PITTSBURGH President Barack Obama on Tuesday cast his administration's push to reduce pay disparities between men and women in personal terms and said such wage gaps are something that could hypothetically affect his life as well as those of other men.
"This is not a women's issue, this is a family issue. Women now bring in close to half of all income, and there are a whole lot of families out there where the woman is the primary breadwinner," Obama said during a townhall-type event in Pittsburgh, before referring to his wife, Michelle.
"And if Michelle is not being paid fairly, then that's not helping me. I want her to get what she rightfully deserves. I want her being paid the same as a man doing the same job, because that is helping our family."
Michelle Obama earned more money than her husband at times during their marriage but does not draw a salary as first lady. The president noted that, as well.
"I will say, the first lady is kind of a bad example, because the first lady doesn’t get paid. And she works pretty hard," he said, before adding quickly: "Obviously, we’re OK."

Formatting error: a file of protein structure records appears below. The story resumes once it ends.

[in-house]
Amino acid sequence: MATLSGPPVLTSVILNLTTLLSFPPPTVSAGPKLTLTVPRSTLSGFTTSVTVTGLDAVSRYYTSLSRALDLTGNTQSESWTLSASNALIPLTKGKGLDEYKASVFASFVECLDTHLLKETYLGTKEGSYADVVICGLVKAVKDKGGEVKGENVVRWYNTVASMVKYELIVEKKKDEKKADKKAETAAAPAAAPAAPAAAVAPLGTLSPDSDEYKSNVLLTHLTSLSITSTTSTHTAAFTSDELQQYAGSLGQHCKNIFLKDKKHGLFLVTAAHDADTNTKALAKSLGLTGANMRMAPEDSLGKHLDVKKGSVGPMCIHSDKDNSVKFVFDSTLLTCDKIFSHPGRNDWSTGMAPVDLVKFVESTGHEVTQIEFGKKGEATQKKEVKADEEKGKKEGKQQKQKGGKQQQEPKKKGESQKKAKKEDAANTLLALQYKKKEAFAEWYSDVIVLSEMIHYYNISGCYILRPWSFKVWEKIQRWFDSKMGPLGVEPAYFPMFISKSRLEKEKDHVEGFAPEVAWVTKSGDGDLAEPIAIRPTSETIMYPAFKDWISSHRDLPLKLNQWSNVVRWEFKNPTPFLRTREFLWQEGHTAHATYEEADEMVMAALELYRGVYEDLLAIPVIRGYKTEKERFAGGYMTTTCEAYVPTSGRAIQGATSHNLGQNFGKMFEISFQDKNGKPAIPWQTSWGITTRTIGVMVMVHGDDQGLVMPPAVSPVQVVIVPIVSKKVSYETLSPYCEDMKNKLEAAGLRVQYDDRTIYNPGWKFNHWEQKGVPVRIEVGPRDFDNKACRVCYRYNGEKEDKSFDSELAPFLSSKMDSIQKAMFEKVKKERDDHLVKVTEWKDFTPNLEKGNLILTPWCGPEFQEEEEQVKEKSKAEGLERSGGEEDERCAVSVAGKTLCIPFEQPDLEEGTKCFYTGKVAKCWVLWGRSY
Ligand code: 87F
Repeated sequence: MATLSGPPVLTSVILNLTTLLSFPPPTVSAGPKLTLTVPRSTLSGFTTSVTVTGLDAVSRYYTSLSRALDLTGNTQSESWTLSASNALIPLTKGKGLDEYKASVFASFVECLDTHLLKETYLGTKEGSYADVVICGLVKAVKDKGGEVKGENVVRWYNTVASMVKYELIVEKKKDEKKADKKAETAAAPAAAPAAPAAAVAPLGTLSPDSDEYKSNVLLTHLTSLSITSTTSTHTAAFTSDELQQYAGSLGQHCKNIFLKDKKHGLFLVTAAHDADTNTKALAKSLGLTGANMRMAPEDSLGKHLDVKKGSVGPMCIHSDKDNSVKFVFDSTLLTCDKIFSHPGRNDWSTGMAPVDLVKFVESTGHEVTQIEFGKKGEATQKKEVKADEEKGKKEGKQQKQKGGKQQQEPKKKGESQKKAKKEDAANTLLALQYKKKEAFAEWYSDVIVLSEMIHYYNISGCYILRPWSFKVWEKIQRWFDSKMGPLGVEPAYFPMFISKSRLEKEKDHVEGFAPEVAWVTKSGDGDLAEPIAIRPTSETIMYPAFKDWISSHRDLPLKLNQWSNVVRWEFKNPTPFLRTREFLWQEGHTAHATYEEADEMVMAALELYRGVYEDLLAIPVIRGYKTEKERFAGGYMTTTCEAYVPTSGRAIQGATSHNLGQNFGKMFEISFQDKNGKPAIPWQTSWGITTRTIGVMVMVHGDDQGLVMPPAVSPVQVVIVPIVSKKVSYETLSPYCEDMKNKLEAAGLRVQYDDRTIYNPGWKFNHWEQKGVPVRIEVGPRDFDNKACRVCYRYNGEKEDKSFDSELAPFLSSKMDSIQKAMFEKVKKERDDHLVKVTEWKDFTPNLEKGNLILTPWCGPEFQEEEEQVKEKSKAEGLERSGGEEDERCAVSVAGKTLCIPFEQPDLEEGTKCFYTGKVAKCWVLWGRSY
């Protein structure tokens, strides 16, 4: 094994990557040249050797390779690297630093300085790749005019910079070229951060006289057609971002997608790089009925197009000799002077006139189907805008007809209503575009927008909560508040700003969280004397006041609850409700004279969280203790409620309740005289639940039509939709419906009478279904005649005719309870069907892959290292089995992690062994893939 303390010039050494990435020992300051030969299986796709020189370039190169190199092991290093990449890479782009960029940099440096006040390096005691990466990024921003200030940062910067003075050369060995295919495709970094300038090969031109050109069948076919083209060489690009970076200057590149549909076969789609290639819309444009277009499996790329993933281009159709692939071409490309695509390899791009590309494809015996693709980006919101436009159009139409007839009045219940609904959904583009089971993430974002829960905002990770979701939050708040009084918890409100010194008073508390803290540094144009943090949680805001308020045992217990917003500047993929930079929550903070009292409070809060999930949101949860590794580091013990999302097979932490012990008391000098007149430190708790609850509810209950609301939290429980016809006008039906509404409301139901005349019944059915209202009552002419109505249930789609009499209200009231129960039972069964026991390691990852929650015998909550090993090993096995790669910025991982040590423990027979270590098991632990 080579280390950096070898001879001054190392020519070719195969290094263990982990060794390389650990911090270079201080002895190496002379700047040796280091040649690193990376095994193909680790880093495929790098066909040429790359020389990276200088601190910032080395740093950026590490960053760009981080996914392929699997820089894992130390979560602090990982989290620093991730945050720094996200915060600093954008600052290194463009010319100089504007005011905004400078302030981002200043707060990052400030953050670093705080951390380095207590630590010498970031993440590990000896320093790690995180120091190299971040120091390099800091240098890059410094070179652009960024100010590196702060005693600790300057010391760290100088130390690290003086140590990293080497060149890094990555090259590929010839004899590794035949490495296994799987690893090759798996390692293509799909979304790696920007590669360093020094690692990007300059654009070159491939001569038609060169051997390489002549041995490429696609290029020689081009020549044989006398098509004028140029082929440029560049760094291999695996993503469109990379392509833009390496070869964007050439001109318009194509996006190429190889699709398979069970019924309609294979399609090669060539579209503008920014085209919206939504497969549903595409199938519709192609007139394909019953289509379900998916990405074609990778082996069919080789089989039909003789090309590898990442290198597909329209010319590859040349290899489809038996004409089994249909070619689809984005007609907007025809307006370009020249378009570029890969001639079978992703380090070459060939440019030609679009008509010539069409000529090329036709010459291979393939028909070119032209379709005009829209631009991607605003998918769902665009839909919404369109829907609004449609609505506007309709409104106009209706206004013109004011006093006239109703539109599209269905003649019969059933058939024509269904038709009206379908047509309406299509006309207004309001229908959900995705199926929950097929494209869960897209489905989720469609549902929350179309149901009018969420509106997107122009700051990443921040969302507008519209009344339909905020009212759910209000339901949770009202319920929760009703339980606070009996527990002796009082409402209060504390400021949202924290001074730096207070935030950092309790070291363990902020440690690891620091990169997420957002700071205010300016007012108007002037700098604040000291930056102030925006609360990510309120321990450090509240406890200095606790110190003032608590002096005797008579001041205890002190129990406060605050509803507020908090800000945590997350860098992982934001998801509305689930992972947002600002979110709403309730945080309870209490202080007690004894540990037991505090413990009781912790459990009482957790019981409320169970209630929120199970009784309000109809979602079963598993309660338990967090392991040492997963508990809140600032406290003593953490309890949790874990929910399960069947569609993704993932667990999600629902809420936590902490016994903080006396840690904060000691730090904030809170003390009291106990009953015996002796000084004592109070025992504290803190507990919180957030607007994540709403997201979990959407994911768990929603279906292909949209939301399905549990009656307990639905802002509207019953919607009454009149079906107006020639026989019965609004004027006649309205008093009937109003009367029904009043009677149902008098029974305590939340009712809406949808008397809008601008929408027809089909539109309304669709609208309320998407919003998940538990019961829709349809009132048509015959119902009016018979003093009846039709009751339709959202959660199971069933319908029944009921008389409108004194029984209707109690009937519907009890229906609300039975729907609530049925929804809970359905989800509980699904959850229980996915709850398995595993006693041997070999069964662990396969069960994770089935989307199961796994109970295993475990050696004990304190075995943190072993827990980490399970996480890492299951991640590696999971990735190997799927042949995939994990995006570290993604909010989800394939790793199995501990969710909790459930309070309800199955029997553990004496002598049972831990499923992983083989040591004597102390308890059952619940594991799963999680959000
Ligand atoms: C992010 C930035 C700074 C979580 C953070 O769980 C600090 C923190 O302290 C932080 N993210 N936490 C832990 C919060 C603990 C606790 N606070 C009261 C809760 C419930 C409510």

Obama has made millions in dollars from the sale of his books. As president he earns $400,000 a year.
Obama's quick catch about his financial position came a Hillary Clinton, his former secretary of state and a potential 2016 presidential candidate, takes heat for saying in her new book, "Hard Choices," that she and her husband, President Bill Clinton, were broke when he left the White House.
The Clintons are now multi-millionaires.
Obama was in Pittsburgh to tour a do-it-yourself workshop where entrepreneurs share equipment and technology. The trip was part of a push to promote manufacturing.
Obama said he wants to spur U.S. manufacturing as a central part of his economic development agenda for the rest of his presidency, and said a "Maker Faire" planned for the White House on Wednesday was a good way to promote entrepreneurship.
He announced his administration would make it easier for people starting or expanding manufacturing businesses to make use of government equipment and research. Five government agencies will spend $150 million to produce sophisticated materials that have promising commercial applications, he added.
(Writing by Jeff Mason; Editing by Steve Orlofsky)